Blogging is not only a forum for me to fabricate a word or two and completely get away with it free of criticism under a guise of creative license. It’s first and foremost a place to document my projects, adventures, photographical development, bucket-list progress, and general shenanigans, or lack thereof. It’s an online home of self-centered pursuits – I blog for myself and no one else, and the fact that people I don’t know have piped up and said this material appeals to them in one form or another, well, it’s a great shock to me but also a completely awesome and mind-boggling byproduct. Even though I am still wholeheartedly convinced that my mother is in fact my only reader, and the comments and page views made by ‘others’ are actually her making different Word Press accounts and personas and sitting at home clicking the ‘refresh’ button repeatedly so that her Robot daughter can feel good about herself and her silly little blog. It’s working, Mom! omgkthxsomuch.

With that said, I can now introduce an announcement of blog-worthy proportions, hence my mentioning of it here: I’m leaving the country for a while. After Christmas.

I am long overdue for an adventure. Straight up, travel confession style: In the name of Anthony Bourdain, Nat Geo, and airplane peanuts, it has been four months since my last international flight.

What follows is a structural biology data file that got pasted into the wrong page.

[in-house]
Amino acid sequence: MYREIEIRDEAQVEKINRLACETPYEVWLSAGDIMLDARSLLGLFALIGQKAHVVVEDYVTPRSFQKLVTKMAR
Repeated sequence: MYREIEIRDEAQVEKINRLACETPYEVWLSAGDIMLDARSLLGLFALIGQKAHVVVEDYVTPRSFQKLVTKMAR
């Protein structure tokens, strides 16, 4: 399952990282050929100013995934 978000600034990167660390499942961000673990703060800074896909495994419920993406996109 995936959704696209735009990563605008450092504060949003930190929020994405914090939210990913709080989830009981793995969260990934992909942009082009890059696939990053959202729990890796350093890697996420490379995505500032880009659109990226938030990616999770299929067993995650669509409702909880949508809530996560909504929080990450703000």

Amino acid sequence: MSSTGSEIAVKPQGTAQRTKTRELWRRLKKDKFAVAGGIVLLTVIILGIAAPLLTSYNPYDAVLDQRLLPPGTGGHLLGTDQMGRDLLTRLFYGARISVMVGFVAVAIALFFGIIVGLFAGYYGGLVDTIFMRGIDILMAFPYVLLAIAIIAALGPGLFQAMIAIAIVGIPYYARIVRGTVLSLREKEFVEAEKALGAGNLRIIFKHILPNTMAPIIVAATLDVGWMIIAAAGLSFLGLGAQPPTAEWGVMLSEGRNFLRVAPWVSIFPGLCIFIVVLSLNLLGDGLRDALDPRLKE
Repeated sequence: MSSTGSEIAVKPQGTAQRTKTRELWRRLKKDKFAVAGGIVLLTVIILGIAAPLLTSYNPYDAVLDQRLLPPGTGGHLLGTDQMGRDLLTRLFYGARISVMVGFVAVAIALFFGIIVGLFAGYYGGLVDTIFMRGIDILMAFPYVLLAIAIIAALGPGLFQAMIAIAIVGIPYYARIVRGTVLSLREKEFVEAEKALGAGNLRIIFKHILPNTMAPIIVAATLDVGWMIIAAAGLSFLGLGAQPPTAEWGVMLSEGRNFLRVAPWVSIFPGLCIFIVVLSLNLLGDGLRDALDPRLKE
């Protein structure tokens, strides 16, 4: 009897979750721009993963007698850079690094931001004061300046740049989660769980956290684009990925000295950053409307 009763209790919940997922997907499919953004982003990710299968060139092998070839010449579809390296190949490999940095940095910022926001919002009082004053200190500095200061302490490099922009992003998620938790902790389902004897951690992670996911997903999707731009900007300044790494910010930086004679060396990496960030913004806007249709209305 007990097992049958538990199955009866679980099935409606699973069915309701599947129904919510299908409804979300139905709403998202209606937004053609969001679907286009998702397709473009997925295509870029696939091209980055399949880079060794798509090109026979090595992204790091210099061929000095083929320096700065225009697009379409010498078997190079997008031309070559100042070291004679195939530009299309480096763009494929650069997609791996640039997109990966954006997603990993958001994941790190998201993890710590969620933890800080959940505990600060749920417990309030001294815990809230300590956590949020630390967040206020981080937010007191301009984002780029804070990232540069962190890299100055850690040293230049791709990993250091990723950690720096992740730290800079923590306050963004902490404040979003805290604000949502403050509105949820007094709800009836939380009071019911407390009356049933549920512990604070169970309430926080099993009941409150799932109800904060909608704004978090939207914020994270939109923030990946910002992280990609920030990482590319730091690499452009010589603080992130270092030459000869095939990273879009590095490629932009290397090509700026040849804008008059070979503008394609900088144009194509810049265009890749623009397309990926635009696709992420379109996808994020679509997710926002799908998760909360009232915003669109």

Considering I simply cannot cease traveling like a shark cannot stop swimming, I am escaping to a remote part of the world for a while, which will hereby be known to readers, family, and friends as Isle X. This is even contrary to the belief of my dear but dull friend Blake, who is convinced I’m going to Afghanistan for two weeks (after refusing to tell him my destination, he guessed Kabul and I just went along with it. He was then genuinely astounded with his own astute perceptions and ability to “read” people). But no. I cannot be read. Kabul is in my future, but not quite yet. In fact, I’ll excuse Blake’s dullness because people who know me would expect me to buy spur-of-the-moment cargo plane tickets to a state as failed as Afghanistan. No kidding. If anything, I’ll use this confession to gage how often Blake actually reads Squeaky Robot – if his real-life response to the fact that he’s a gorbellied milk-livered cankerblossom (courtesy of the Shakespeare Insult Kit) is delayed or completely absent, then he will lose my precious friendship both in real life AND on Facebook. Yes. I just went there. He’s already dancing on thin ice after rejecting my invitation to drink gin & tonic with me, even after casually mentioning that he would  be providing the gin & the tonic. Probably the lemon and lime as well.